“After the war ended, he came to us. Operation Paperclip, as it was known,” James said easily, reaching for his suitcase and clicking it open. “The American nuclear program could use bright minds like him. He had a nice house in the suburbs, a steady job, he got along great with his neighbours. Adopted a miniature poodle, named her Elise.” James fed her that bit of information, knowing full well that was the name of Peggy’s late mother, who had died not long before Erskine had up and left. She’d been a Carter, and Peggy had obviously chosen to take her maiden name rather than be associated with the man who had abandoned her. She visibly tensed, but didn't react any further, so he continued.

 

                James looked through the contents of his bag, sighed, and flipped it, reopening it and uttering a soft hah, when he found what he was looking for. Withdrawing the photo, he paused, noting something that shouldn’t be in his bag. He looked back at Peggy after a moment, leaning forward and showing her the photo. “Then, he up and vanished two years ago, smoke in the wind. We haven’t heard from him since.” He set the photo on the table, pulled out the small bit of tech that was sitting on top of a neatly folded shirt. He rolled it between his fingers, thinking back, and sighed, realising that it must have been slipped in at the checkpoint. It was the only time someone else had handled his bag.

 

                “Not, until now, that is.” He continued after a moment, nudging the photo closer to her. “This was taken a week ago, in Rome. Your father is the man behind the car, here,” James pointed to the man in question, a wizened looking man with a shock of hair and a gentle face. Odd looking for a nuclear scientist, if he was honest, but he’d never admit that. Either the thought, or to being honest.

 

                “I’m told, if your father’s knowledge gets into the wrong hands, things could get a little … messy.” James took the photo back, eyes on Peggy as she moved across the small area.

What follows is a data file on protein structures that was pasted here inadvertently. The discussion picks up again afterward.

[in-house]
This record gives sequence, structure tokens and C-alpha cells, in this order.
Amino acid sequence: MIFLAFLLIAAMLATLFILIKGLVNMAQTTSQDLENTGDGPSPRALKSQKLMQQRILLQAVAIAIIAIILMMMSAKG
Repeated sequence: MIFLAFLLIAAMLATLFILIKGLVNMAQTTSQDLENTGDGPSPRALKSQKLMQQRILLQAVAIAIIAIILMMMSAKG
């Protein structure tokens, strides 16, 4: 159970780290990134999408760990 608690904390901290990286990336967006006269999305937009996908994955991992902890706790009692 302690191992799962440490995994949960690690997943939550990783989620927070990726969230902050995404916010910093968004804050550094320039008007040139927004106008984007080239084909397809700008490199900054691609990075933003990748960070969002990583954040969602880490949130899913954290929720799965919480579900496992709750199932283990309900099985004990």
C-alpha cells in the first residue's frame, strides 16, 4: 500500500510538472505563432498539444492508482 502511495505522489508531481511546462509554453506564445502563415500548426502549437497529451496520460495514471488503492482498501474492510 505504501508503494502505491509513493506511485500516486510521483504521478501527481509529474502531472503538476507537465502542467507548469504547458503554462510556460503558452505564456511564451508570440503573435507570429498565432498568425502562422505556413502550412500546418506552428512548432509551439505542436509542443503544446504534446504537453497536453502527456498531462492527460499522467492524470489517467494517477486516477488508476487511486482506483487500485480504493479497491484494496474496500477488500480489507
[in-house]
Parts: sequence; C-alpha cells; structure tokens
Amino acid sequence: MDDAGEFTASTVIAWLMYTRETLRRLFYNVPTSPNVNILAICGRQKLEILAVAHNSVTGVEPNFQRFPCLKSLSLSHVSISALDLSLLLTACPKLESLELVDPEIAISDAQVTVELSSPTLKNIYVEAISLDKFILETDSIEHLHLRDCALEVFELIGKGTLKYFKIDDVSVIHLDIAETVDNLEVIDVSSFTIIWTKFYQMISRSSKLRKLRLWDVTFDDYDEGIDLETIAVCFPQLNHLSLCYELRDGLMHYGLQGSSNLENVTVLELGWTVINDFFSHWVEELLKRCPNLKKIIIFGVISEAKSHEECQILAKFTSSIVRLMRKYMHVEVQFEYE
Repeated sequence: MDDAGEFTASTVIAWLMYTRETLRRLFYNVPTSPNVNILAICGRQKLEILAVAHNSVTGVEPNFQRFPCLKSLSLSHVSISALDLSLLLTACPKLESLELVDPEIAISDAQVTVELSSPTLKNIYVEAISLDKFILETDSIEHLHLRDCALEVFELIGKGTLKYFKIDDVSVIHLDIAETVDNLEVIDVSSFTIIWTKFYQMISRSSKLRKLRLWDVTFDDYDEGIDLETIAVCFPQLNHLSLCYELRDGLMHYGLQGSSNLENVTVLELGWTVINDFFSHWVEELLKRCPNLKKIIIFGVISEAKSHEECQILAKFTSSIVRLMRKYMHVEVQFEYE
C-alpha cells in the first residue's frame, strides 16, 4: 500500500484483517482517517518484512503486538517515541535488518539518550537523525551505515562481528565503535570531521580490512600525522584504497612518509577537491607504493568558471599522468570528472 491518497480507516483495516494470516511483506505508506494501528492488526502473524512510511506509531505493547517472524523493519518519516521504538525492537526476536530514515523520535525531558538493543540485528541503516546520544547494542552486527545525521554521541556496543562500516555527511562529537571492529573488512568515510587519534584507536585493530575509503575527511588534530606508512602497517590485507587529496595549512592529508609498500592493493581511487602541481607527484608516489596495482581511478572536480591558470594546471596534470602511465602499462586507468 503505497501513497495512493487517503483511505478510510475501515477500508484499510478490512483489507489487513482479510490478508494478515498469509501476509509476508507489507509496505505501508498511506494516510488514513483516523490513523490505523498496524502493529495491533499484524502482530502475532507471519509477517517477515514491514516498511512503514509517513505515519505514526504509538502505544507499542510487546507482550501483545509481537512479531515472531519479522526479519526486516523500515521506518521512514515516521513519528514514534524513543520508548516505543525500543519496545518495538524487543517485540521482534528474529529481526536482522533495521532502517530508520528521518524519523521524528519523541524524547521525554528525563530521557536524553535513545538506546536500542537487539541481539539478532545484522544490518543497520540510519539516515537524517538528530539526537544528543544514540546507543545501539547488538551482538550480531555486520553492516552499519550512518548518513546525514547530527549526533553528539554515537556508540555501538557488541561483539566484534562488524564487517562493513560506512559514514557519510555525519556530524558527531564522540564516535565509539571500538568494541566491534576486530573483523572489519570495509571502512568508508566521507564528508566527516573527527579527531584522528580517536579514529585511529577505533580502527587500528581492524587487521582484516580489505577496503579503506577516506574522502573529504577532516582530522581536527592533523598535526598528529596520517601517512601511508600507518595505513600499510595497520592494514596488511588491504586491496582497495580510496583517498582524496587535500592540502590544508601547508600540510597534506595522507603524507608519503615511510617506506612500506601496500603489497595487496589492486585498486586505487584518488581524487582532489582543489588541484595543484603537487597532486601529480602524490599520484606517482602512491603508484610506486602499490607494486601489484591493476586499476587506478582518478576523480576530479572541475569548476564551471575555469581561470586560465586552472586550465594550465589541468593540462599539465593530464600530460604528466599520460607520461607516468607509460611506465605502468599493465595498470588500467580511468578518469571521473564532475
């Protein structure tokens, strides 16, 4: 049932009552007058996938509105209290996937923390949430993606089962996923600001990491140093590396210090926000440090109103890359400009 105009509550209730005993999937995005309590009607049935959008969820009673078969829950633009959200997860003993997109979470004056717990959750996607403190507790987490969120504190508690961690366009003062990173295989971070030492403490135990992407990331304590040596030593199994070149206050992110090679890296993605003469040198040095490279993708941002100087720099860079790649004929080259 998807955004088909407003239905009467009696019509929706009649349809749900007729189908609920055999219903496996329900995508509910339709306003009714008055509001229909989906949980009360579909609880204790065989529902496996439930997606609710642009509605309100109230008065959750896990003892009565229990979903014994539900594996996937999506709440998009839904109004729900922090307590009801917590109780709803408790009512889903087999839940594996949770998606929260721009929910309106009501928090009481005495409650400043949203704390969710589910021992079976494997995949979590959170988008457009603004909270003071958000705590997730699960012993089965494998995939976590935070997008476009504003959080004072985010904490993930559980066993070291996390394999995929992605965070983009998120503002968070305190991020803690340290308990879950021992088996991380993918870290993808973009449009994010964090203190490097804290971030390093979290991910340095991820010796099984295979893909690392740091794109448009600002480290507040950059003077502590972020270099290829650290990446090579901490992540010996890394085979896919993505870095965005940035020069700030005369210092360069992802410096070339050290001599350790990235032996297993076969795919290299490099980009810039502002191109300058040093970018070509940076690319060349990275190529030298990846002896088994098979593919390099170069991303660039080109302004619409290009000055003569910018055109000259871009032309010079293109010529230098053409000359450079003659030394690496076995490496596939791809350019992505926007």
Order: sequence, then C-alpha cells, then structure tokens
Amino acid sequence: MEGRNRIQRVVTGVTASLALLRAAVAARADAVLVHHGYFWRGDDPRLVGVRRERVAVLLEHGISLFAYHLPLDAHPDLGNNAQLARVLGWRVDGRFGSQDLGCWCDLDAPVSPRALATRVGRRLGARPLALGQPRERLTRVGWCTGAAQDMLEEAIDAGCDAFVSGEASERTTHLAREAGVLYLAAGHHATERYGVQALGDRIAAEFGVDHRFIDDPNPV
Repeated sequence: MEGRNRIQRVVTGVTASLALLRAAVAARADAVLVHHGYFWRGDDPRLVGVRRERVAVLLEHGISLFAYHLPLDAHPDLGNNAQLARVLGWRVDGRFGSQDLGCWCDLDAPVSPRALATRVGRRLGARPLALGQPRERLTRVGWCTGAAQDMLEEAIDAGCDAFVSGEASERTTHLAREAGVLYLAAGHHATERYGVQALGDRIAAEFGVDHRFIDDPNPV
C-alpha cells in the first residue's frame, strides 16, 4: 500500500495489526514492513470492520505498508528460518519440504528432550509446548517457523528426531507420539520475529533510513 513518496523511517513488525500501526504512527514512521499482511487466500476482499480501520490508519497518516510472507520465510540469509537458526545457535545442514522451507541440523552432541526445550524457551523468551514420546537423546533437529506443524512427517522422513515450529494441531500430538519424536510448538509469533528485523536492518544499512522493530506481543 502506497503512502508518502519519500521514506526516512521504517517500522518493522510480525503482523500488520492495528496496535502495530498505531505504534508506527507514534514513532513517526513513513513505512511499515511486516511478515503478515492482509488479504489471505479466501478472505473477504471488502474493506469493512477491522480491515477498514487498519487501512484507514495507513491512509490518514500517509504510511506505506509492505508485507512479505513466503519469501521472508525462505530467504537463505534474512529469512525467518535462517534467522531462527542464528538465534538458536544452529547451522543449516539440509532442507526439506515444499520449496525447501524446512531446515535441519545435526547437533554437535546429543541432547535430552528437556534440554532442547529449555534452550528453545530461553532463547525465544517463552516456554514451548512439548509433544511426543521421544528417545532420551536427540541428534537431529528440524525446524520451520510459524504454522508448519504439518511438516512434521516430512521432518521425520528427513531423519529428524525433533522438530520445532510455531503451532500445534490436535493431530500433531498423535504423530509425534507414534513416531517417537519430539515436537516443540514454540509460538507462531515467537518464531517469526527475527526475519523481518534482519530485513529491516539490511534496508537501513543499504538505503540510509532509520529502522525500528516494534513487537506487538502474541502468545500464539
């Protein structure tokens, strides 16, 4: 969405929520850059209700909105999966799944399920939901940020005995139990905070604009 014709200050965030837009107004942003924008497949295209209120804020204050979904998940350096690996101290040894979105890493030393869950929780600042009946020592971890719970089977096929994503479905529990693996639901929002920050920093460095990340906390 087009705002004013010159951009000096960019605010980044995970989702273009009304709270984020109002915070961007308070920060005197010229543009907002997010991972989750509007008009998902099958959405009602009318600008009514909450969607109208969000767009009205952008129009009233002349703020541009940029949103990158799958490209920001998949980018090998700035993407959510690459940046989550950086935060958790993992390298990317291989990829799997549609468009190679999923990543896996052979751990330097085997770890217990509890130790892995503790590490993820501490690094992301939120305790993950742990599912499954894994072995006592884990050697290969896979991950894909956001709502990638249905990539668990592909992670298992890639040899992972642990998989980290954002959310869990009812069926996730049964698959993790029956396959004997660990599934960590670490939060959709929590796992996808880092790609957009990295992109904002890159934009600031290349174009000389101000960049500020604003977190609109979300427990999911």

“Oh, you’re told are you? Just a lackey, I see.” She scoffed, and James could almost picture her eyes rolling.

 

                “Not a lackey, Miss Carter, but neither am I a nuclear scientist. But, a nuclear weapon in the hands of the unsavoury types that probably have your father would be bad. End of the world, bad.”

 

                “What makes you think I can help you find him?”

 

                James leaned forward slightly and resting his elbows on his knees. “We’re not expecting you to be able to tell us where he is. But, you can help us find someone who will be able to.”

 

                She glanced over her shoulder at him, raising an eyebrow as if asking oh, and who might that be?

 

                “Your dear old Uncle Zola. Your father’s brother. I’ve also been told,” James narrowed his eyes, dropping the small bit of tech in the half-empty cup of cold coffee and standing, buttoning his jacket. “That your father wasn’t actually a Nazi. He was forced to work for them. That makes us believe foul play is involved.”

 

                James tucked his hands in his pockets again, subtly checking that his gloves were still on. “So, I’m here to help. If we’d had fifteen minutes we could have done this properly – sit down with tea and biscuits, I talk, you laugh, I get what I need and we go our separate ways. But, we don’t. So your options are these.” Dropping his chin slightly, he met the gaze of the smaller woman, who stared back defiantly. “Come with me, we’ll stay at a chic little hotel in West Berlin in less than an hour, or, stay here and meet the Russians,” James pointed out the small window, to where the blond man from the checkpoint was standing, talking with uniformed men. “And spend some time hanging from a pipe getting your toenails removed- that is what I was looking for.” James stepped past Peggy, unclipping the map of the surrounding area from the poster board and scanning it, before folding it neatly.

 

                Pulling a pen out of his breast pocket, James pointed it at Peggy, who was watching him carefully, almost like one would watch a wild animal, which highly amused him. “Would you mind terribly if I borrowed your car?”

 

                Peggy stared at him for a moment, as if trying to work out the reason for the sudden topic change, before sighing, nodding. “I guess I don’t really have a choice in the matter,” She said with a small frown. “Do not scuff my seats.”

 

                James tipped his head slightly, giving her a look that said do you really expect me to? before grabbing his suitcase again and heading for the car.

 

                “Just follow my directions,” he said as he stuck his suitcase in the front passenger seat, then slid into the bench seat in the back. He lay down, head just behind the driver’s seat, as Peggy got in after opening the garage door, and made an appreciative noise when the car started up.

 

                Uncapping the pen, he craned his neck and started to plot a route, saying conversationally, “Are they still following us?”

 

                “Yes,” Peggy said carefully as they pulled to a stop, and James sighed, patted his pockets, before reaching out with a foot and unrolling the window opposite him.